One of the main goals of Life4me+ — is to prevent new cases of HIV and other STIs, hepatitis C and tuberculosis.

The app helps to establish anonym communication between physicians and HIV-positive people. It allows you to conveniently organize your medication intake timetable and set concealed and personalized reminders.

Back
13 February 2018, 08:24
36

WHO provides health advice for travellers to Olympics

WHO provides health advice for travellers to Olympics - picture 1

The XXIII Olympic and Paralympic Winter Games take place in PyeongChang, Republic of Korea, on 9–25 February and 9–18 March respectively. Tens of thousands of people from around the world are expected to attend this international sporting event. Knowing and preventing health risks is essential to staying safe and healthy while abroad, and particularly when traveling to mass gatherings, the WHO specialists stress.

Large-scale events – such as major sports competitions – can be settings for disease outbreaks and other health problems, and may promote unhealthy products or result in unhealthy behaviour. But people can minimize risks by taking simple preventive measures. WHO produces health advice for people attending such mass gatherings, and supports national authorities in preparing for them. The goal is to make large international events safe from public health risks.

Extreme cold temperatures are expected in PyeongChang. Hypothermia and frostbite can result when temperatures plummet and a high wind-chill factor ensues, especially in infants and young children. Travellers are advised to seek warmth and urgent medical care if they or a family member experience any of the following symptoms: shivering, confusion, memory loss, trouble speaking, fatigue or exhaustion.

Currently, the Korea Centers for Disease Control and Prevention (KCDC) are reporting an increase in seasonal influenza (influenza type B and A(H3N2)). Travellers are advised to consult their health-care providers and ensure they receive their seasonal influenza vaccine.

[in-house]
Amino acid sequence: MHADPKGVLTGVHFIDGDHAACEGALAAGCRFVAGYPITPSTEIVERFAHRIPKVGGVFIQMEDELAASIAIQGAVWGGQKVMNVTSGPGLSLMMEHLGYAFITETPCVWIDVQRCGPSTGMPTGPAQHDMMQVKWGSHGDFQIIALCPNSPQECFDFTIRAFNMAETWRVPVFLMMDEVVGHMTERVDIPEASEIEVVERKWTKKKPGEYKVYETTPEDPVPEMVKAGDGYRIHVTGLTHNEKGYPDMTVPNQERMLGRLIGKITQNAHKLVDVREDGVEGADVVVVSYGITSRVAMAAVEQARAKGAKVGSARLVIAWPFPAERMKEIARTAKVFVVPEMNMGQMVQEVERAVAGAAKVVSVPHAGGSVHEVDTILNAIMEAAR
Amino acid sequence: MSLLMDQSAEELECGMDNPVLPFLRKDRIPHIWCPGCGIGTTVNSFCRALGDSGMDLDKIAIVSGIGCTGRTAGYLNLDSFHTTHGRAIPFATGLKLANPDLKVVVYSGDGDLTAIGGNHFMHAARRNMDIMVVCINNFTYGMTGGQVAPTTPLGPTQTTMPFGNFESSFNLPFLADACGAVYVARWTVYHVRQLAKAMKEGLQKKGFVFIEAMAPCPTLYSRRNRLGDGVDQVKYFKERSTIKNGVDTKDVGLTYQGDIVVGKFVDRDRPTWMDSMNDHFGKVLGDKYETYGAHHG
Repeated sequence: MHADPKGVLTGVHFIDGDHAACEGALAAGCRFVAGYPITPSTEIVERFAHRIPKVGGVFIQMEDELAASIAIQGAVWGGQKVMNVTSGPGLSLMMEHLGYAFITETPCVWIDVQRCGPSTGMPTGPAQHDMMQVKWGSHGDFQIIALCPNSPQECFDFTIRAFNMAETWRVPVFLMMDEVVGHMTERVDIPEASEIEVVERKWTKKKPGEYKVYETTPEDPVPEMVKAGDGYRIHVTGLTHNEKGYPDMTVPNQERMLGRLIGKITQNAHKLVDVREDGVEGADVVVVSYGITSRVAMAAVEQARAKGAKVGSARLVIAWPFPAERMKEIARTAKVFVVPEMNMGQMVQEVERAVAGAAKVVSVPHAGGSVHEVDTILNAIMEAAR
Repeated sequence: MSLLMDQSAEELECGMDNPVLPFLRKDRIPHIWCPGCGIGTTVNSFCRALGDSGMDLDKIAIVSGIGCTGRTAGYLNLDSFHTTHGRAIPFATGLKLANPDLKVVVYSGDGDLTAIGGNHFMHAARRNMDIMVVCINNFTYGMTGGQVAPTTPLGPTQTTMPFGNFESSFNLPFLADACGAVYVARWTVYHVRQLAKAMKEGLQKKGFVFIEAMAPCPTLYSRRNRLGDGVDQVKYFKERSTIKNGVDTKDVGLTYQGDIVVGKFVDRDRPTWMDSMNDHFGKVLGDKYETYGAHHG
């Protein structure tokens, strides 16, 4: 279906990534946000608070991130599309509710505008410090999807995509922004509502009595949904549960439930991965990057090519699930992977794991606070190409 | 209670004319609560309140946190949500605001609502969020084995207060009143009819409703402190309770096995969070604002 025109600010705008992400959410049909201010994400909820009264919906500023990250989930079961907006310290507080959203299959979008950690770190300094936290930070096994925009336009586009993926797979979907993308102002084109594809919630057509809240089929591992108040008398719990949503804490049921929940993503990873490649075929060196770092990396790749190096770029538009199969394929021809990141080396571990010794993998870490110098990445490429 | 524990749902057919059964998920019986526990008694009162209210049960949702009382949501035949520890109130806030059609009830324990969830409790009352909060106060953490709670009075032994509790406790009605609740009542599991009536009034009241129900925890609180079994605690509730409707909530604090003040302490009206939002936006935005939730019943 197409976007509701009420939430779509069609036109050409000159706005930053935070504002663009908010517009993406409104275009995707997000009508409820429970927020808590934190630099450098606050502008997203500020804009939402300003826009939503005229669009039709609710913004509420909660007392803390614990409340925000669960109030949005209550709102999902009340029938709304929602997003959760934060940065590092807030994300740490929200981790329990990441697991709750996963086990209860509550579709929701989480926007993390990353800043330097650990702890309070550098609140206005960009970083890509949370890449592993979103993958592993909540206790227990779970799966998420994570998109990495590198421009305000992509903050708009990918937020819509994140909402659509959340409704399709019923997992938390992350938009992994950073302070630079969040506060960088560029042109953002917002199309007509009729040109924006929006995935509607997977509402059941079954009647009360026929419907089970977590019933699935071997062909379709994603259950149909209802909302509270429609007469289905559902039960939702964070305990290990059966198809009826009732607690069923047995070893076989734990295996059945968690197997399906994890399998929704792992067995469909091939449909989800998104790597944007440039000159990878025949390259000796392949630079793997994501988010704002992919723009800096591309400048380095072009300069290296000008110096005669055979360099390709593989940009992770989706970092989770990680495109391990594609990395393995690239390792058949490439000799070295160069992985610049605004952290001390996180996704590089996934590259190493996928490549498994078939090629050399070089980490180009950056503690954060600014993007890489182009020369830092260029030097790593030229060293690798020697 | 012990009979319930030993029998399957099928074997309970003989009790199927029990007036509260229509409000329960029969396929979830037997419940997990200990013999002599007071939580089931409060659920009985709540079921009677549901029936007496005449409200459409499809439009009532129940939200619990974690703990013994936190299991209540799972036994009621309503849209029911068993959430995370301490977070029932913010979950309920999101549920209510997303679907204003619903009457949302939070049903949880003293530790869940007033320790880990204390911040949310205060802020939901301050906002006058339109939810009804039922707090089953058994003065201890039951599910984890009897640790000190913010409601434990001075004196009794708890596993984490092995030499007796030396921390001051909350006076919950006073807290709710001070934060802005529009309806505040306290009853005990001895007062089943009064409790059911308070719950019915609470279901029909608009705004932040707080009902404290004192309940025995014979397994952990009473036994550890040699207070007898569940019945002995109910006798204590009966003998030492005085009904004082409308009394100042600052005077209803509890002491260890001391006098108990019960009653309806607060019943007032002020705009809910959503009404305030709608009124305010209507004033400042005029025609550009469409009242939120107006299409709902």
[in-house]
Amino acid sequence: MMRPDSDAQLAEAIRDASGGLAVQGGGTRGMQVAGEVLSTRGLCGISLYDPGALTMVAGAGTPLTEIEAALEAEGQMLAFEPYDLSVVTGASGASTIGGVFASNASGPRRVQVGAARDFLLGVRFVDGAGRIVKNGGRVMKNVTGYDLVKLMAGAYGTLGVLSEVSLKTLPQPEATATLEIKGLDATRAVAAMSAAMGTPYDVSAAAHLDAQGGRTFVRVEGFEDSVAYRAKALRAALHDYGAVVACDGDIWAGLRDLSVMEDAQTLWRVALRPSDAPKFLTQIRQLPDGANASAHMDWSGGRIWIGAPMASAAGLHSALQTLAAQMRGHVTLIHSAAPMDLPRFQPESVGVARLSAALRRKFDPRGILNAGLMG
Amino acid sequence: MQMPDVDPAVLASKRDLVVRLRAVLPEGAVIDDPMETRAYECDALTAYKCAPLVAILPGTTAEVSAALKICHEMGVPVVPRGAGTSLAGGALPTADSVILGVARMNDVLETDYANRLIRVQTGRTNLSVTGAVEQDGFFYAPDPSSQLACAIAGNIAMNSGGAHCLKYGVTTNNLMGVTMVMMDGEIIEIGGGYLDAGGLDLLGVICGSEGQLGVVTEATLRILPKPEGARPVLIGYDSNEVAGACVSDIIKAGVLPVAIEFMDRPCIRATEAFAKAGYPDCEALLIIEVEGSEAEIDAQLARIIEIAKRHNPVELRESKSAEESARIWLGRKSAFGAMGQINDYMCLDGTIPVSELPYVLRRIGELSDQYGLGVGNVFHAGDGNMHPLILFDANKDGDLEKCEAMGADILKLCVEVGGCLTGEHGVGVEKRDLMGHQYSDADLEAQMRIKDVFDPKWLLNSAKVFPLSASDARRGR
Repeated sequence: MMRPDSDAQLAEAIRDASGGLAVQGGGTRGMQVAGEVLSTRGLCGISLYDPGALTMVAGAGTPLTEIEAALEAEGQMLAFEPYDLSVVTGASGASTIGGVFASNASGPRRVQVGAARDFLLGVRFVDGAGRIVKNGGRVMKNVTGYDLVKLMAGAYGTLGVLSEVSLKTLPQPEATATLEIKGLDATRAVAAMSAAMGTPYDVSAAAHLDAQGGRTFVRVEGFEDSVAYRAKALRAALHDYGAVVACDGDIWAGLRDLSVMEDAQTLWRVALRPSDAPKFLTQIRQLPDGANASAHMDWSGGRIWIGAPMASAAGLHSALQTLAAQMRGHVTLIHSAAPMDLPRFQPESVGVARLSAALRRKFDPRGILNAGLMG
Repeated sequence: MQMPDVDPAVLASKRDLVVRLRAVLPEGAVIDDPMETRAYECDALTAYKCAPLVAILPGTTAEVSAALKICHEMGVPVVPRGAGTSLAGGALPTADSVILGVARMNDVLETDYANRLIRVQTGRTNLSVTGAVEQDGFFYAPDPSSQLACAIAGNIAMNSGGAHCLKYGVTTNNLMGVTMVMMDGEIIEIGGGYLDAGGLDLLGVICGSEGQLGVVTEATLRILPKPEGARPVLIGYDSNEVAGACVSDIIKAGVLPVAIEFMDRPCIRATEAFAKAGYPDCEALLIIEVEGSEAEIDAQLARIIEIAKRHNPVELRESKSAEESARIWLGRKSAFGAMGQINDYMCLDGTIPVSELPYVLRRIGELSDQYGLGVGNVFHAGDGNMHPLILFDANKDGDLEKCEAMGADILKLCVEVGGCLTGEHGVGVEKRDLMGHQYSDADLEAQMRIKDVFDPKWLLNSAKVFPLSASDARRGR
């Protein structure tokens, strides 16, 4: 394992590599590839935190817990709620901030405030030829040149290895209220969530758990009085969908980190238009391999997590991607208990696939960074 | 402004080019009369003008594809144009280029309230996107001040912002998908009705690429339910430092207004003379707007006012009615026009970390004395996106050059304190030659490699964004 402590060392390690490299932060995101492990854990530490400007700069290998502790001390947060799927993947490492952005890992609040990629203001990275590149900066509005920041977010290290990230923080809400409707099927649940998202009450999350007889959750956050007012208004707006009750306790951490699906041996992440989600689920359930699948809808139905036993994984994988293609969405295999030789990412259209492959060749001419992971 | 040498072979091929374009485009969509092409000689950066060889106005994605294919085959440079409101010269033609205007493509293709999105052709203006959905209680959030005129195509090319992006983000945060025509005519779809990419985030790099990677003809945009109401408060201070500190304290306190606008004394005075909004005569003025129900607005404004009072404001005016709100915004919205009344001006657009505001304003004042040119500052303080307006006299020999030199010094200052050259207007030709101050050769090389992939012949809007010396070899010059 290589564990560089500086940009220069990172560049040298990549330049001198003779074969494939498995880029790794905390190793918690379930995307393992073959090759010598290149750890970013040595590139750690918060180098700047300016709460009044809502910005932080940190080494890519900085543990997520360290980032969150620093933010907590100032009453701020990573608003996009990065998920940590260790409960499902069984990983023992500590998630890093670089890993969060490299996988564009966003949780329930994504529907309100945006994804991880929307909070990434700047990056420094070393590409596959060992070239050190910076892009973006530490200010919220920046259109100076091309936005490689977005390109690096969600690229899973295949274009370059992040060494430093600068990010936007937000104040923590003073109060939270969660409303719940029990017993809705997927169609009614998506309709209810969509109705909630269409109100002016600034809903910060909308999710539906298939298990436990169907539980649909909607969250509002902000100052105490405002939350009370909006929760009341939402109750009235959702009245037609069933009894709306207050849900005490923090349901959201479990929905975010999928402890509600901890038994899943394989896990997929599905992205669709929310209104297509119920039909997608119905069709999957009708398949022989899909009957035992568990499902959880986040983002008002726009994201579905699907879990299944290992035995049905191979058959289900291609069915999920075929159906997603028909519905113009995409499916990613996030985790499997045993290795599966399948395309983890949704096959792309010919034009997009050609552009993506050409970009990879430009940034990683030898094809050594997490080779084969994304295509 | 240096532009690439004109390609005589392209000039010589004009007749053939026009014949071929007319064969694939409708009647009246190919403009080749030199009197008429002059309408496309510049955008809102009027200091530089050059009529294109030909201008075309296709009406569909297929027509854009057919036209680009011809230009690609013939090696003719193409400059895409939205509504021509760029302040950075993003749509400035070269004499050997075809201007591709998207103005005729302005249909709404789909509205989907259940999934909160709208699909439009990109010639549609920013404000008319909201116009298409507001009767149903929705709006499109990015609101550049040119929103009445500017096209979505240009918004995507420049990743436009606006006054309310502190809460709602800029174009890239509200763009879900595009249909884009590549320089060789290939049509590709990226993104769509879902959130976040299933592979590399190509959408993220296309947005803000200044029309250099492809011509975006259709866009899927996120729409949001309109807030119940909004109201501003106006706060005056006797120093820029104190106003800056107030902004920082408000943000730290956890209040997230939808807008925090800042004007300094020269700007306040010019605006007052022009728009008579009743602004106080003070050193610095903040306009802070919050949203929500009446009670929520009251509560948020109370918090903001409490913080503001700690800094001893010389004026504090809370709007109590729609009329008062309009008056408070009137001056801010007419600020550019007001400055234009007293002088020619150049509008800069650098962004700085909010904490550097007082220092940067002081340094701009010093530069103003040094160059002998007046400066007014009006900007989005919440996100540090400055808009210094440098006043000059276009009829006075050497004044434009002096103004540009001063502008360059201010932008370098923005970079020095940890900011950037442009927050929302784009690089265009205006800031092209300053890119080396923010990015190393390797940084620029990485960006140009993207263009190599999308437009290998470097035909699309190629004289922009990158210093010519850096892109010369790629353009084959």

Routine immunization schedules, established by national authorities, also recommend vaccination against diphtheria, pertussis, tetanus, polio, measles, hepatitis B and Haemophilus influenzae type b.

The risk of infection with HIV, syphilis, gonorrhoea, chlamydia, herpes, hepatitis B virus and other sexually transmitted infections (STIs) is primarily limited to travellers engaging in sexual risk behaviours, especially unprotected sex, particularly with sex workers and people who inject drugs, and among men who have sex with men. When used correctly and consistently, condoms offer one of the most effective methods of protection against STIs.

Travellers should take the following precautions:

  • follow the travel advice provided by their countries’ health authorities;
  • make sure they are vaccinated according to their national immunization schedule;
  • be vigilant in overcrowded areas, particularly where drug or alcohol use could influence unsafe behaviours;
  • abstain from sex or ensure safe sex practices – specifically, consistent and correct condom use is recommended;
  • practise good hygiene, including washing hands with soap and water before handling and consuming food.